By Tom Ballard, Chief Alliance Officer, PYA
After hearing two different panels on Friday in Nashville discuss the new federal Opportunity Zone initiative, two conclusions can be drawn: the path forward on real estate is fairly clear, but there is still a good deal of uncertainty when it comes to investments in active businesses.
The program, authorized under the “Tax Cuts and Jobs Act” passed by Congress in late 2017, is designed as a tax incentive for investors to re-invest their unrealized capital gains into Opportunity Funds that are dedicated to investing in Opportunity Zones (O-Zones) designated by the chief executives of every U.S. state and territory.
In the case of Tennessee, there are 176 O-Zones. Click here for a list plus other related information.
One panel presentation occurred at the “Governor’s Conference on Economic and Community Development.” It featured Kenan Fikri, Director of Research for the Economic Innovation Group which helped conceive the O-Zone idea; Alex Flachsbart, Founder and Chief Executive Officer of Opportunity Alabama, a new non-profit focused on helping that state capitalize on the O-Zone program; and John Lanahan, Director of Capital Formation at Launch Tennessee.
“The (O-Zone) program was forged in the fires of the fractured recovery,” Fikri told a roomful of economic developers. “Distressed communities are struggling with market retreat.” With an estimated $6 trillion – that’s correct, trillion – in unrealized capital gains at the end of 2018, the O-Zone initiative is intended to drive more investment in struggling communities and subsets of those cities.
As described by Flachsbart, the goal was to spur investments in everything from commercial and industrial facilities and multi-family housing to start-ups, infrastructure, R&D, hospitals and other community assets. Those investments must be made through a qualified Opportunity Fund, and Flachsbart said two dozen national funds have already been established as people wait for the final rules.
When the U.S. Department of Treasury and the Internal Revenue Service issued draft regulations on October 19, they clearly muddied the water in regard to the active business operating class, all panelists said in one way or another.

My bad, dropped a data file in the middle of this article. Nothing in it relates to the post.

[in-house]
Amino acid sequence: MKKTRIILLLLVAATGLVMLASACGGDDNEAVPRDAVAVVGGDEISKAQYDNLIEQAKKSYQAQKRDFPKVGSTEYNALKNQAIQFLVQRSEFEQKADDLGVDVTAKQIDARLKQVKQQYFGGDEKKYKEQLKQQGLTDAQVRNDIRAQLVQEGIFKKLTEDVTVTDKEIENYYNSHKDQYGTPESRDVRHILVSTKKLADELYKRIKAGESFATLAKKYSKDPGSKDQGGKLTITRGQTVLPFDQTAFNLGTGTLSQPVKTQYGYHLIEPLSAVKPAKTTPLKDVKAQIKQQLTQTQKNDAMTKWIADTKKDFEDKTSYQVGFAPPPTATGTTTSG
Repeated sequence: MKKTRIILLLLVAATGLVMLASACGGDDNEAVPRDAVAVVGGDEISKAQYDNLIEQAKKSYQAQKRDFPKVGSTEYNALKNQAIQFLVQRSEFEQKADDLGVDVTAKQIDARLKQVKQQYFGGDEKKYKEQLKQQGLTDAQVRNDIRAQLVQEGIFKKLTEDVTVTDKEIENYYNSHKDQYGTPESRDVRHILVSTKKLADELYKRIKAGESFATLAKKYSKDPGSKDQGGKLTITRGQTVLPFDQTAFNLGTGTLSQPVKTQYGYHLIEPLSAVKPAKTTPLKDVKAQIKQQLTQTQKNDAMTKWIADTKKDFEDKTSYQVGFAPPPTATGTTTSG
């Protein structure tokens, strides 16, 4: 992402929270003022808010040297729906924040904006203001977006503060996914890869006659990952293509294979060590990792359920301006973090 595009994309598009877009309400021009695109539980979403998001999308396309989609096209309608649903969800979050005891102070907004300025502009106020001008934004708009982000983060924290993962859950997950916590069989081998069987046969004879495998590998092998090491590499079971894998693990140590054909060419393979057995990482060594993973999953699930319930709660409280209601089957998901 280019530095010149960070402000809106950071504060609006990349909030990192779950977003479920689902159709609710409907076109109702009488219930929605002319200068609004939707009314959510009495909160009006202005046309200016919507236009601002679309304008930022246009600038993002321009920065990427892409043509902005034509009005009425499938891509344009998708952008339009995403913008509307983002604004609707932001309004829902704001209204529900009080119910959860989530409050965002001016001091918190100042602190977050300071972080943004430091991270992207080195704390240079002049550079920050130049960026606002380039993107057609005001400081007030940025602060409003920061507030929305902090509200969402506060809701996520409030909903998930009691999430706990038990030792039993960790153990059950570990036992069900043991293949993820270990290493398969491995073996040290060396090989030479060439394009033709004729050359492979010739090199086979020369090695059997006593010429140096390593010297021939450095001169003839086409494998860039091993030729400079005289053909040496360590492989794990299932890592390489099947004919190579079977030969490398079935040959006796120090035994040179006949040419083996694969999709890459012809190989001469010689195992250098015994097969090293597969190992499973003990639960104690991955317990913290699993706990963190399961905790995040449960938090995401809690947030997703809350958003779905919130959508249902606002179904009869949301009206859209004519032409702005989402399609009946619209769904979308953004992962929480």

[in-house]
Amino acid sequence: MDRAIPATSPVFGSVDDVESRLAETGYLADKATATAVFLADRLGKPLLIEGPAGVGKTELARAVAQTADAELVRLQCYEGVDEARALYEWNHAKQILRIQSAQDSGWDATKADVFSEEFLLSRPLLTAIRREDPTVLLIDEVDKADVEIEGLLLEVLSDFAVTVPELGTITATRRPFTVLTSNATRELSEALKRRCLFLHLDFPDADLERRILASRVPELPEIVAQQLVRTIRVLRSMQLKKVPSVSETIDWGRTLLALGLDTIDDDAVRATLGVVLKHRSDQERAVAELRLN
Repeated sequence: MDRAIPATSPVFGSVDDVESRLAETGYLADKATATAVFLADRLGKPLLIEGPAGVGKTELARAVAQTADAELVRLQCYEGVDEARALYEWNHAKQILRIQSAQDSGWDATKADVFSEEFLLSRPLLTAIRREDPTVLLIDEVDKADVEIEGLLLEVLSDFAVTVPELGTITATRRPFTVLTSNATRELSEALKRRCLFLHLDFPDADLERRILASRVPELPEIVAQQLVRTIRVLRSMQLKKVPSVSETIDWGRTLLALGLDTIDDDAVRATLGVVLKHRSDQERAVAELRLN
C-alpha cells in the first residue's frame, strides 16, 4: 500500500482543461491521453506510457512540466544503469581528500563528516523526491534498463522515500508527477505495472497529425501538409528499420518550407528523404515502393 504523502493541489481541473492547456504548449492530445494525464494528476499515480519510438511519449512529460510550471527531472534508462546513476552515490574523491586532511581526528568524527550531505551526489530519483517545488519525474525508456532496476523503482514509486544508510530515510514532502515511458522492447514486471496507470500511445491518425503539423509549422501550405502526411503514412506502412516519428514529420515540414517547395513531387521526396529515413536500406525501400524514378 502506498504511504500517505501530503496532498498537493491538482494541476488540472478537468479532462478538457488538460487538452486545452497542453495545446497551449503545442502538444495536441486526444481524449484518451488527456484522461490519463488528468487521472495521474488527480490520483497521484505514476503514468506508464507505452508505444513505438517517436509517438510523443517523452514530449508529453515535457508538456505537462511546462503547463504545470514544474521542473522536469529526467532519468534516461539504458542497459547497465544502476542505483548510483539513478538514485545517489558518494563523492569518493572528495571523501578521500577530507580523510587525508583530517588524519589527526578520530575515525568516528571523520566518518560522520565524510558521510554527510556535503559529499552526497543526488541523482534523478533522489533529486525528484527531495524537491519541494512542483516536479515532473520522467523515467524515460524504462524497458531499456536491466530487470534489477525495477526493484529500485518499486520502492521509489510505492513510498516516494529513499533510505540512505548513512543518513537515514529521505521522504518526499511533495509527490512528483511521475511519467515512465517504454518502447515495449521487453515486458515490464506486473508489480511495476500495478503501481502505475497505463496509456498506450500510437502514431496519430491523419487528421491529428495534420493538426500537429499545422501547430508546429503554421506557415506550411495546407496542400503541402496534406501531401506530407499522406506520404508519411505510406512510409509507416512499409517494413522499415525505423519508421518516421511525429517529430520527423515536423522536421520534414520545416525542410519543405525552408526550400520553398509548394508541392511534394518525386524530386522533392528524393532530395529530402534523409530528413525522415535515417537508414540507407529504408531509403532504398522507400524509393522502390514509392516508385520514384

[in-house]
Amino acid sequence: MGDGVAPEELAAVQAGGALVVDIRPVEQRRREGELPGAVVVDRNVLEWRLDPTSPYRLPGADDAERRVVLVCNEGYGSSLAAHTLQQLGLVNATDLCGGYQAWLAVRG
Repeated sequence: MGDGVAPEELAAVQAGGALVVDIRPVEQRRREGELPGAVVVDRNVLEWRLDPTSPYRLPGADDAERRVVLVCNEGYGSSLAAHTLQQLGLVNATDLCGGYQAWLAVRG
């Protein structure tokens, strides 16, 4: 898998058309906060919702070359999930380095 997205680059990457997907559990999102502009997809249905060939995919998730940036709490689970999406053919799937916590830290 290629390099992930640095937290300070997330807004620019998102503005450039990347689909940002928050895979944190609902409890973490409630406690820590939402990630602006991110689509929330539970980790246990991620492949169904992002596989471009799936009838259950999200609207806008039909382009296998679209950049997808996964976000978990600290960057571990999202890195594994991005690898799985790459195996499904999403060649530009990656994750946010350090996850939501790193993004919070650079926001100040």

“What we thought the statute said was to facilitate operating companies on Main Street,” Flachsbart explained. The draft regs do not reflect what those most involved in the program thought the intent was in that area, and there was some belief that there was too much “cut and paste” involved from other programs like the “New Market Tax Credits.”
Regardless, the public comment period on the draft regs ends December 28. Both written and electronic comments are being accepted. For more information on how to submit, click here.
In the case of Launch Tennessee, the O-Zone program is an important additional tool for start-ups. “We see this huge opportunity for entrepreneurs, and we want to be at the forefront,” Lanahan told the attendees at the “Governor’s Conference.” Launch Tennessee is focused on making people aware of the O-Zone program, helping with deal flow by building a database of possible investments, developing a list of firms qualified to help with compliance, and promoting possible new state incentives.
Compliance was a topic emphasized repeatedly with several panelists advising attendees to find a knowledgeable accountant and attorney before wading too far into the O-Zone program.
During the “Governor’s Conference” presentation, Flachsbart outlined the framework he is using in Alabama. It involves building two pipelines – one of opportunities and the other of investors, marketing those opportunities, creating investment mechanisms (e.g., what he called “local mousetraps”), preparing communities for the investment, and developing a mechanism for data collection and compliance.
Launch Tennessee joined with Cherry Bekaert to host an informational luncheon later on Friday. Several of the accounting firm’s leaders joined Nashville Venture Capitalist Vic Gatto and Road Ammons of ECD Capital to discuss how they are preparing for the O-Zone program and also reacting to the ambiguity and uncertainty around the non-real estate component.